The debate over Obama’s attempt to order religious organizations and insurance companies to offer specific coverage has until now centered on a threat to religious freedom. Most of this debate completely misses the philosophical and political issue we should be arguing, namely: What part of the United States Constitution mandates that citizens pay, through taxes, for other citizens’ entirely elective medical treatments? When did contraception or abortion become “rights,” and where do these demands end?

Setting aside the obviously false notion that abortions are regularly and routinely required to save the lives of otherwise healthy pregnant women, the debate over Glorious Leader Obama’s health-care dictates should and must be centered on the fundamental violation of individual rights they represent. Explanations of this infringement are found in the work of the founders; they are found in the writings of philosophers both ancient and modern, from Aristotle to Ayn Rand, John Locke to Friedrich Nietzsche, David Kelley to Robert Nozick. These men and women understood that philosophy is politics, and the reality of the world around us precludes any justification – morally and rationally – for government theft of your property.

Briefly, the Founding Fathers of the United States indicated their acceptance of, and based the United States Constitution on, the concept of natural rights. Your natural rights stem directly from a fact few can argue: You are a discrete biological entity.

Because you are a discrete biological entity, you are an individual. No human can be another human, and no one can live another’s life. By virtue of your nature as an individual, you are born with the inalienable property right to yourself. This means that no human being has a claim on your time or your effort without your consent.

Think about it. If you do not own you, who does? If you are anything but your own property, you belong to someone else, which makes you that someone’s slave. Are you a slave?

Your property right to yourself extends to a general right to possess legally acquired property. No human can exist without property of some kind. This is an axiom of existence. You cannot exist in space unconnected to all other existents, the sole resident of an empty bubble of space-time. This does not mean you have an automatic claim to someone else’s property by virtue of your need for it, however. This means instead that you have the right to possess property, of necessity, if you can indeed acquire it.

Claims to the contrary made by Marxists, collectivists and socialists of every stripe are empty. If you have no right to possess property once you have obtained it, those making this assertion must be making it naked while floating in empty rooms from which even air has been evacuated.

Let’s look at property now. Most property today belongs to someone. Let’s say, however, that it did not. How do we go about obtaining property that does not yet belong to another person? Your property right to yourself and your effort can be used to obtain rights to real property (land). He who first “mingles his labor with the land” earns a property right to it.

What of land (or other property) whose acquisition is disputed as illegitimate? The longer an illegitimate claim goes uncontested, the more the passage of time legitimizes it. This is because the passage of time increases the possibility that an attempt to correct the illegitimate acquisition would harm parties who themselves have acted in good faith, who have done no wrong.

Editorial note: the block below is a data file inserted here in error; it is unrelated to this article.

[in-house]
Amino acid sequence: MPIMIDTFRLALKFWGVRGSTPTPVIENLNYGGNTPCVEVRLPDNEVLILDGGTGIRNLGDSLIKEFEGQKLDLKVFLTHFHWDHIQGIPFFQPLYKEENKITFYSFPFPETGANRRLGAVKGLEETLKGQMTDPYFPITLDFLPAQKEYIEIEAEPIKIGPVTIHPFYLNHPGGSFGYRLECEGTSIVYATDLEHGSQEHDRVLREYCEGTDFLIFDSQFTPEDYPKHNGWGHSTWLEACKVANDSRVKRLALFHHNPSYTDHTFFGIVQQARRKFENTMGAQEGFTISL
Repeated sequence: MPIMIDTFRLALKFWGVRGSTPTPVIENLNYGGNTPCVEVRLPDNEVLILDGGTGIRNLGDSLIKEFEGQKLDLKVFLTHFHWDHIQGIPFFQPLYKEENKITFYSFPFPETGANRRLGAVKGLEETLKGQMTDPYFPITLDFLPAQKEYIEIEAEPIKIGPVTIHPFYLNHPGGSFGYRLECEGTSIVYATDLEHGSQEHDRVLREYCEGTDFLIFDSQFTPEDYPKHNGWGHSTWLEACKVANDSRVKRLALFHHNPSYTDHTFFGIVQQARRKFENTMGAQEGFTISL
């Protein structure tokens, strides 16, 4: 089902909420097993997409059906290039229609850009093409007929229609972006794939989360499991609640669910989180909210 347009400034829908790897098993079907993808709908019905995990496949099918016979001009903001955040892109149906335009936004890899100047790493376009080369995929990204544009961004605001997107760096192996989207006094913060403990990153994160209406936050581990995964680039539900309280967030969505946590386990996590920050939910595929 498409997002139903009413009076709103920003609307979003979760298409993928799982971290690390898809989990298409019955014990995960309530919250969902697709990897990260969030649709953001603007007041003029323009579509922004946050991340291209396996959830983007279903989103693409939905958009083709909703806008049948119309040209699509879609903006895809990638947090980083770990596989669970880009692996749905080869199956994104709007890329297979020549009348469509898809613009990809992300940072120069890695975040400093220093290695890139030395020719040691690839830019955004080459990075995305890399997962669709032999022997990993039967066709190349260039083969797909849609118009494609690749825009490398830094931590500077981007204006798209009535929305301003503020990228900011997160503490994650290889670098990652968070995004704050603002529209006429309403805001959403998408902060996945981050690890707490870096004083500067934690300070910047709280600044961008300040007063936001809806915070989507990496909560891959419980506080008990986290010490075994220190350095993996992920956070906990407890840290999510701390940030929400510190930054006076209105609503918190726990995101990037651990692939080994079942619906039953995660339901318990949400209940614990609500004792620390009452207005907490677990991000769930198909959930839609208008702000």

A right to property is the right to its use. Land is scarce (there is a finite quantity of it), so some method must be used to determine who may use or possess the scarce commodity. If we say all property belongs to everyone, we have a problem – because we would then only be able to use property with the mutual consent of every single member of society. As that is unworkable (if not impossible), some delegation of humans within society must make this determination – and it would then be those people, not all the people, who hold the property right. Those who control access to a thing own that thing, regardless of lip service to the contrary.

Either you recognize that you have sole dominion over your person or you do not. If you do not, you are saying that all of society – the collective, the state, whomever – has first right to you as property, or that some other person does. Let’s take the latter first. Few people will admit to believing in Plato’s theory that a select elite of societal guardians should have command over the rest of us. By what rationale does one human being presume to own another, when he cannot live that human’s life?

Once we accept that you cannot live your fellow citizens’ lives, it stands to reason that government is evil. What is a government, after all, but a means to force humans within society to comply with certain demands? Government, however, is a necessary evil, because there is no other means to protect individual rights. A society with no government whatsoever invariably devolves into feudal tribalism, which destroys individual rights by empowering mobs and eventually fostering warlords. The natural human reaction to a power vacuum is the creation of strong entities to impose order. This is tyranny – rule by force. It is not liberty.

With all roads of force and coercion leading to this type of armed dictatorship, the only legitimate role of government in a free society is the protection of individuals’ natural rights. That is why governments are instituted among human beings – or at least, that is why they should be.

When next you face the shrill demands of a greedy Democrat, of a grasping lib, of a whining leftist who asserts a “right” to goods and services your labors fund, demand to know by what right he hopes to own you. He is not your master … and you are no one’s slave.

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